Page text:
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[Lewis] 
Saturday July 6th 1805
 

       In the couse of last night had several showers of hail and rain attended with thunder and lightning.    about day a heavy storm came on from the S W attended with hail rain and a continued roar of thunder and some lightning.    the hail was as large as musket balls and covered the ground perfectly.    we hand some of it collected which kept very well through the day and served to cool our water. These showers and gusts keep my boat wet in dispite of my exertions.    she is not yet ready for the grease and coal.    after the hail and rain was over this morning we dispatched 4 hunters and two canoes to the head of the rappids as we had determined last evening.    the  red and yellow courants [1] are now ripe and abundant, they are reather ascid as yet. There is a  remarkable small fox which ascociate in large communities and burrow in the praries something like the small wolf but we have not as yet been able to obtain one of them; [2] they are extreemly watchfull and take reffuge in their burrows which are very deep; we have seen them no where except near these falls.




[Clark] 
July 6th Satturday 1805
 

       a heavy wind from the S W and Some rain about mid night last, at day light this morning a verry black Cloud from the S W, with a Contined rore of thunder & Some lightining and rained and hailed tremendiously for about ˝ an hour, the hail was the Size of a musket ball and Covered the ground.    this hail & rain was accompand. by a hard wind which lasted for a fiew minits. Cloudy all the forepart of the day, after Part Clear.    dispatched 4 men in 2 Canoes to the falls, to kill Buffalow, for their Skins & Meat    others employd about the boat, I cought Some Small fish this evening.




[Ordway] 
 

       July 6th Saturday 1805.    verry hard Showers of rain and hail through the course of last night, hard Thunder & lightning, at day light this morning a hard Shower came up of a Sudden attended with high wind, & large hail one of the men Saved a Small tin kittle full of the hail which did not all disolve through the day.    the morning cloudy.    4 men dispached with 2 canoes to go down to the head of the falls in order to kill buffalow & git Skins to cover our crafts & meat to dry &.C. Some men employed finishing the Iron boat &.C.    a part of the day clear.    light Showers of rain in the afternoon. Some men dressing Skins to make themselves cloaths &.C.    the wind high from the west.    this evening the hunters did not return this evening (Caught a fiew Small fish).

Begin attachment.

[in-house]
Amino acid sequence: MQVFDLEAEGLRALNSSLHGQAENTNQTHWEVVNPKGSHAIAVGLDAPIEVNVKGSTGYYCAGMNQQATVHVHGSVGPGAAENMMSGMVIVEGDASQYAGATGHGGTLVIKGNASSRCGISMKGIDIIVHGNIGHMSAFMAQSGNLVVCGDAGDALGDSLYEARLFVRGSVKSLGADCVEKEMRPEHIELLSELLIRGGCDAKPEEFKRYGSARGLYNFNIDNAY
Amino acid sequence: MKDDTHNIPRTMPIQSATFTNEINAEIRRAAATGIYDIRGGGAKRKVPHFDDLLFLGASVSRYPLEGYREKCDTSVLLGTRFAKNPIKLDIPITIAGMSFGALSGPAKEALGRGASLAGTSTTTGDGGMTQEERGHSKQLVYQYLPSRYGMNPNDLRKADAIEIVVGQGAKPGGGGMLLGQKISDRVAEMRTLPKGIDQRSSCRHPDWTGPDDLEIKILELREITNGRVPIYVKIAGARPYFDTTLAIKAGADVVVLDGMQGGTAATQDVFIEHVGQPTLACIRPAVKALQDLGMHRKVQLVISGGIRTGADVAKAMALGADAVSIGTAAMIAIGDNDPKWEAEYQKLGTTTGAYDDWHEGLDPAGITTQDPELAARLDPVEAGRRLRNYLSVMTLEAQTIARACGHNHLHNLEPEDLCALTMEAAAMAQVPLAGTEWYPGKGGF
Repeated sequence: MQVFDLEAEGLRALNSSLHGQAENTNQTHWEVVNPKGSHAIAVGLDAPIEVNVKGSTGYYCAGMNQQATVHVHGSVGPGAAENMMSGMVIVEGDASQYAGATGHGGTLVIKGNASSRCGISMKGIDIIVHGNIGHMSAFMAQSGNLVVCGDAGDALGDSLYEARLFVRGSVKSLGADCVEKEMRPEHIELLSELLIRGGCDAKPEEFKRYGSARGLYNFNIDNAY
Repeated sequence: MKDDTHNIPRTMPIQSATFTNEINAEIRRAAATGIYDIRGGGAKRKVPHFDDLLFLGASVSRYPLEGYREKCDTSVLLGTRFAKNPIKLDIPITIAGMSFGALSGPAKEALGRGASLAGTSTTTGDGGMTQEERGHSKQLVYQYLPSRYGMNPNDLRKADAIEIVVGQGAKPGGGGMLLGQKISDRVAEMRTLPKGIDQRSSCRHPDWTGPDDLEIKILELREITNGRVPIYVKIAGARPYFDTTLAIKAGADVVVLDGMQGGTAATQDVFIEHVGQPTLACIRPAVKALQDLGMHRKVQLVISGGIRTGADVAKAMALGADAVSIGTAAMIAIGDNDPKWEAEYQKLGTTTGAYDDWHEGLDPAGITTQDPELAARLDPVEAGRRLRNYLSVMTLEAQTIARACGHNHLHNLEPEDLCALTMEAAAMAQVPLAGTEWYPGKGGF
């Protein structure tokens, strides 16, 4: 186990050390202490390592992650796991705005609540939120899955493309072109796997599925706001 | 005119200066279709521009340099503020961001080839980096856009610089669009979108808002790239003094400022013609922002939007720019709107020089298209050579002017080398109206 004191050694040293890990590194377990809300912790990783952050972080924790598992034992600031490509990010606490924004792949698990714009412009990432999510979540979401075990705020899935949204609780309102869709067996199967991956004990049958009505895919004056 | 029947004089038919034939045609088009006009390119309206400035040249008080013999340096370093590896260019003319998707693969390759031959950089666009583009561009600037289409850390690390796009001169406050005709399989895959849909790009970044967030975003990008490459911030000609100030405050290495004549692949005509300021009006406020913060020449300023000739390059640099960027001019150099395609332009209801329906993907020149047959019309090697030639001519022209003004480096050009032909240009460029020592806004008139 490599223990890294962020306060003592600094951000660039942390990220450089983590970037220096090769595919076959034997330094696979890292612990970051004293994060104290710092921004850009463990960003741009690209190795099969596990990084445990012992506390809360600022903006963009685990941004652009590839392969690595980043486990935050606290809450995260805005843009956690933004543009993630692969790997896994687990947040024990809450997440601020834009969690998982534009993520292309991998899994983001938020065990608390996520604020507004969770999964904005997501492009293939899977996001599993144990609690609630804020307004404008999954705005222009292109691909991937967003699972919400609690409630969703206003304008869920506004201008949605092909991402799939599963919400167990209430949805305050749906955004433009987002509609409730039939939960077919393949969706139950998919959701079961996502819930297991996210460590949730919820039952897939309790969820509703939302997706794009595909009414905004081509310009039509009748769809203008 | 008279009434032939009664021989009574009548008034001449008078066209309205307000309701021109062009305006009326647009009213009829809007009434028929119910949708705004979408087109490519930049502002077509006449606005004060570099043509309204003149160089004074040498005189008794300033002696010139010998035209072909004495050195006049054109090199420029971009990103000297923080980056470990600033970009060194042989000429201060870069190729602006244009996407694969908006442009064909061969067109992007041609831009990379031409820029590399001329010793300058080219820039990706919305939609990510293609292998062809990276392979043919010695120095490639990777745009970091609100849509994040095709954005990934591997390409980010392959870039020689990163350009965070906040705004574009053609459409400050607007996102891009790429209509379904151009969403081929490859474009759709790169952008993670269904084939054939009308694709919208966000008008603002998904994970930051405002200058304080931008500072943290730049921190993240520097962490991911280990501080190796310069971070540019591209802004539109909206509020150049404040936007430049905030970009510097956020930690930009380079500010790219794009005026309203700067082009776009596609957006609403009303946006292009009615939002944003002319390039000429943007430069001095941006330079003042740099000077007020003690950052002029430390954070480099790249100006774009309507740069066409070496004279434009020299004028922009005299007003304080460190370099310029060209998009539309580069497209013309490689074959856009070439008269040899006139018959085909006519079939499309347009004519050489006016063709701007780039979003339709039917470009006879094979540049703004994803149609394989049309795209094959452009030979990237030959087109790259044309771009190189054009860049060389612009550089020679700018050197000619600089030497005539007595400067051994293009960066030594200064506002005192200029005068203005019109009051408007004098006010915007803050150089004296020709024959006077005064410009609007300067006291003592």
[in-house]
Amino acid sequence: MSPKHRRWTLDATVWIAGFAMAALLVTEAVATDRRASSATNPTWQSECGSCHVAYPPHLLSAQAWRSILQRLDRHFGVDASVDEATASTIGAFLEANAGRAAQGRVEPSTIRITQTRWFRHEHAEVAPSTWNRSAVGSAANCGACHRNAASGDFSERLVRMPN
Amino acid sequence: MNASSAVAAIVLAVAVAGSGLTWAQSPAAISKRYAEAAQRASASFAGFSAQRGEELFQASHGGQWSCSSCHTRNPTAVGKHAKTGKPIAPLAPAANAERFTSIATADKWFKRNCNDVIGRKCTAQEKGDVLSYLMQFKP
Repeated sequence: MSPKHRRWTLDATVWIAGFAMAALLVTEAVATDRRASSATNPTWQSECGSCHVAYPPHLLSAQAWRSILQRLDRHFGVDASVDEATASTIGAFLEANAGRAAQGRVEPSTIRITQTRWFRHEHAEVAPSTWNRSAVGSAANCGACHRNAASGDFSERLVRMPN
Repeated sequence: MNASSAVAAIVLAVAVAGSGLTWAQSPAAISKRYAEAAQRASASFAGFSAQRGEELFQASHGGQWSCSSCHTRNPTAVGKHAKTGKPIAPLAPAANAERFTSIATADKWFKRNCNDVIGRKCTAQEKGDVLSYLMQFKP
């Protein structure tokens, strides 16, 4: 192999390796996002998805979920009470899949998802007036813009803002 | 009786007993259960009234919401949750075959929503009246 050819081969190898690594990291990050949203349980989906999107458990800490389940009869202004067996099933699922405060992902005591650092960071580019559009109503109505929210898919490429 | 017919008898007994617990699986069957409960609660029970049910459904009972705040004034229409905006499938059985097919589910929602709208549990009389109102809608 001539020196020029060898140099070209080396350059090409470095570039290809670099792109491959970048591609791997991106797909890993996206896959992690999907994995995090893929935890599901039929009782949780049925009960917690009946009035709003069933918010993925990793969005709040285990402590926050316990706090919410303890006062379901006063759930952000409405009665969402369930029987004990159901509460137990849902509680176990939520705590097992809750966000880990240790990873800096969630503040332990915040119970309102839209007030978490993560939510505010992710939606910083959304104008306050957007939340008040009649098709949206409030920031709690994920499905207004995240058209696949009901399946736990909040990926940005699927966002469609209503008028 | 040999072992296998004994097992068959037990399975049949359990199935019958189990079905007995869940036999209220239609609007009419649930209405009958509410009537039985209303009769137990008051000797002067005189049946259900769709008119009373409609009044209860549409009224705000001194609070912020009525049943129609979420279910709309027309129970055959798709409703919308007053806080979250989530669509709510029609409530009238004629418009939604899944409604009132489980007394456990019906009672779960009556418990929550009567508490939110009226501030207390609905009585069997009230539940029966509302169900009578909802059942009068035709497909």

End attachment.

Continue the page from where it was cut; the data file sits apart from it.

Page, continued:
[Gass] 
 

       Saturday 6th.    As many of the hands as could find room to work were engaged at the boat; and four went down the river to hunt buffaloe, in order to get their skins to cover our craft. This was a beautiful and pleasant day.




[Whitehouse] 
 

       July 6th Saturday 1805.    verry hard Showers of rain and hail through the course of last night.    hard Thunder.    at day light a hard Shower of rain and large hail    one of the men gethered a Small kittle full of the hail which kept the most part of the day—    the morning cloudy.    4 men Set out in 2 canoes in order to go down to the head of the falls to kill buffalow for Skins to cover our crafts & meat &c.    Some men employed finishing off the Iron boat others dressing Skins &c.    the day proved clear.    light Showers in the afternoon.    the hunters did not return this evening.

 

       Saturday July 6th    We had very hard showers of Rain & hail, through the course of last night, and at daylight this morning, we had a hard shower of rain, thunder & hail also; one of our Men gathered a small kettle full of the hail, which he kept most part of the day, without it melting; the morning continued Cloudy, four of our party set out from the Camp in two Canoes, in order to go down to the head of the falls to kill buffalo, for their hides to cover our Crafts, the meat &ca, some of the party were employed in finishing off the Iron boat, dressing Skins &ca—    In the afternoon, it cleared up with some light showers of rain, the hunters did not return this Evening.—




 

1. Probably the squaw currant which Lewis called a gooseberry on June 18, 1805. It is commonly found on dry slopes and ridges. (Return to text.)

 

2. The swift fox (sometimes called the kit fox), then unknown to science. Cf. Cutright (LCPN), 166; Burroughs, 90–91; Jones et al., 256–58; Hall, 2:939–41. It was probably Biddle who drew a red vertical line through this passage about the fox. (Return to text.)












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